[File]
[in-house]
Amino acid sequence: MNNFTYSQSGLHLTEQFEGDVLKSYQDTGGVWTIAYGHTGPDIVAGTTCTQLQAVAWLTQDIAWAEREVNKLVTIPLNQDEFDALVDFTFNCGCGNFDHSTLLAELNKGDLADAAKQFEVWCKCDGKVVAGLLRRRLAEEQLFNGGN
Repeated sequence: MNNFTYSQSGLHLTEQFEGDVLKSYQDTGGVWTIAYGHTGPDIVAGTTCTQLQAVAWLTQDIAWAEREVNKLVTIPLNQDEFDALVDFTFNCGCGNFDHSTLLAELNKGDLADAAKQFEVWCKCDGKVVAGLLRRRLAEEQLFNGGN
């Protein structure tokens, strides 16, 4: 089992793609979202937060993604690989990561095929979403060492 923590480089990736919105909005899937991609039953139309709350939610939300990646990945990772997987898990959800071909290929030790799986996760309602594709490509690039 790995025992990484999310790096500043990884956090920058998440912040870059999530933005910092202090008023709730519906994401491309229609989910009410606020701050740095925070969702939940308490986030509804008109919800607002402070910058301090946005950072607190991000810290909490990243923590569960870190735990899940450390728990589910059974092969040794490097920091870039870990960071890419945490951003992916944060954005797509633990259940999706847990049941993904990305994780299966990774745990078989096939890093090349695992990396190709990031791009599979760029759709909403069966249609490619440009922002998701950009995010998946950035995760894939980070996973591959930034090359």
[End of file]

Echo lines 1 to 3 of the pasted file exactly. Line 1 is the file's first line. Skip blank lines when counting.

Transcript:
[in-house]
Amino acid sequence: MNNFTYSQSGLHLTEQFEGDVLKSYQDTGGVWTIAYGHTGPDIVAGTTCTQLQAVAWLTQDIAWAEREVNKLVTIPLNQDEFDALVDFTFNCGCGNFDHSTLLAELNKGDLADAAKQFEVWCKCDGKVVAGLLRRRLAEEQLFNGGN
Repeated sequence: MNNFTYSQSGLHLTEQFEGDVLKSYQDTGGVWTIAYGHTGPDIVAGTTCTQLQAVAWLTQDIAWAEREVNKLVTIPLNQDEFDALVDFTFNCGCGNFDHSTLLAELNKGDLADAAKQFEVWCKCDGKVVAGLLRRRLAEEQLFNGGN